Birmingham Research Exposes Weekend Hospital Death Rates

6 September 2015, 12:58 | Updated: 30 March 2016, 13:50


You're seven percent more likely to die if you're admitted to hospital on a Saturday according to new research by the University Hospital Birmingham NHS Foundation Trust.

The Trust's report says weekend admissions are more risky than weekdays because there's not as many services available during that time.

The figure for Sunday is even worse with patients 10 percent more likely to die than in the week.

Writing in the British Medical Journal experts, from University Hospital Birmingham NHS Foundation Trusts and University College London, said there was a "clear association'' between weekend admissions and worse outcomes for patients.

The research team said: ``services inside and outside the hospital are reduced'' on weekends, that's despite the fact there are more emergency admissions on Saturdays and Sundays.

The report goes onto say hospital services ``are usually reduced from late Friday through the weekend, leading to disruption on Monday morning''.

This could lead to a "weekend effect'' extending into Friday and Monday.

"There is evidence that junior hospital doctors feel clinically exposed during the weekend and that hospital chief executives are concerned about levels of weekend cover.''

Data from almost 15 million patients admitted to hospital in England in 2013/14 was examined for the report.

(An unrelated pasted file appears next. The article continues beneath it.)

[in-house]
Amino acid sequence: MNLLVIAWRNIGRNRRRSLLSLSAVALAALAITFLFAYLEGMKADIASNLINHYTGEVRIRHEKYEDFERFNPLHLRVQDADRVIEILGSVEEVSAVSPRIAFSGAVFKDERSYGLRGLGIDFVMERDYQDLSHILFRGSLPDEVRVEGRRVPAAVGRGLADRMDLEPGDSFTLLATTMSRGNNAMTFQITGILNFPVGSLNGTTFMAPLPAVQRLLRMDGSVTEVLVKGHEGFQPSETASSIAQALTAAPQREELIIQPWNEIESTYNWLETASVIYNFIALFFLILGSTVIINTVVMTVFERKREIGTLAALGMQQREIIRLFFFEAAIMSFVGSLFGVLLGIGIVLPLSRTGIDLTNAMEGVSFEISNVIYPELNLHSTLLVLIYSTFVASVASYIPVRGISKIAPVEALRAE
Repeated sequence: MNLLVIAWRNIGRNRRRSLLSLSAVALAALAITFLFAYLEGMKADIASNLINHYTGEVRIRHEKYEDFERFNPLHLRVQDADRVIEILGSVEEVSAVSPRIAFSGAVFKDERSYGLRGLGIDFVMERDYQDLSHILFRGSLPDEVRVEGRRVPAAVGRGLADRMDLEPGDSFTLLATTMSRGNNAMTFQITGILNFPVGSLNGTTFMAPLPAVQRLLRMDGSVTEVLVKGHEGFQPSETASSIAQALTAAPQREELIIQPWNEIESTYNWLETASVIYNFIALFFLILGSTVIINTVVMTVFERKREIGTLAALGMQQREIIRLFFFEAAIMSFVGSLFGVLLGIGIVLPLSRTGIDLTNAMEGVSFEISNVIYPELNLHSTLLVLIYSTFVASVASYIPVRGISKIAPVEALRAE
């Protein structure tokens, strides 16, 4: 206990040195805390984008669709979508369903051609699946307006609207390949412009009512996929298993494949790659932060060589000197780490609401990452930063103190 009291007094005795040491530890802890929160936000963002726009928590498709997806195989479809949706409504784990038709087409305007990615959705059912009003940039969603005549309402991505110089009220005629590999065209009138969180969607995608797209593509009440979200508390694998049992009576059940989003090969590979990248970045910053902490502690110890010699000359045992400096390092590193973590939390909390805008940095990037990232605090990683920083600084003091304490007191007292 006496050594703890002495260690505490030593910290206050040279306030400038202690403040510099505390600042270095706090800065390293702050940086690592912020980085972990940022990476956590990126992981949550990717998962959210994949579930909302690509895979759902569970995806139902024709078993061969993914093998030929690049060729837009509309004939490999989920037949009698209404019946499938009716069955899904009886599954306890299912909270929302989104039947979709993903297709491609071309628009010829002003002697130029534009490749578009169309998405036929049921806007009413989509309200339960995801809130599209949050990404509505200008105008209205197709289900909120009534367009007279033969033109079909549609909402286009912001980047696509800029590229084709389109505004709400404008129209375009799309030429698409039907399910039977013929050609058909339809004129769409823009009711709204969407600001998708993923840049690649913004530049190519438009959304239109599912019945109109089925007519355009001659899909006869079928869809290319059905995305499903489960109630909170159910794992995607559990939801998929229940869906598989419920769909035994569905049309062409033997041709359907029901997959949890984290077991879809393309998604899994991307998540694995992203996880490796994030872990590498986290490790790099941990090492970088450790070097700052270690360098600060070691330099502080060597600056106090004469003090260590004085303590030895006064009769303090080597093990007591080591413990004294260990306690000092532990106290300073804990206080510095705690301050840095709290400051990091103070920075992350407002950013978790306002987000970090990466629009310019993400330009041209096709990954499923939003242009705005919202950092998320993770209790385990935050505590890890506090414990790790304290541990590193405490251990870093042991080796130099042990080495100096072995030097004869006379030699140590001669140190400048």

During that time 2.7 million patients on average were admitted to hospital on each weekday, 1.2 million on average were admitted on a Saturday and one million on a Sunday.

The research was described as a ``wake-up call'' by Health Secretary Jeremy Hunt who said the situation on weekends may be worse than previously thought.

He said: "That's why we urgently need to modernise the contracts for new consultants to make sure NHS patients do not have to worry about a lack of senior clinical presence if they are admitted to hospital on a Saturday or Sunday,''

Dr Mark Porter, head of the British Medical Association said doctors do want a high standard of care seven days a week.

He said: "Urgent action on this has been undermined by calls for the entire NHS to be delivered on a seven-day basis without any clear prioritisation.

"The BMA wants better access to seven-day urgent and emergency care to be the priority for investment.

"This will ensure seriously ill patients receive the best care at all times."

The NHS's medical director Sir Bruce Keogh also worked on the report he said: "I'm not talking about offering people whatever they want, whenever they want it.

"The priority is to reduce mortality by concentrating on improving the way we design and deliver urgent care for our sickest patients."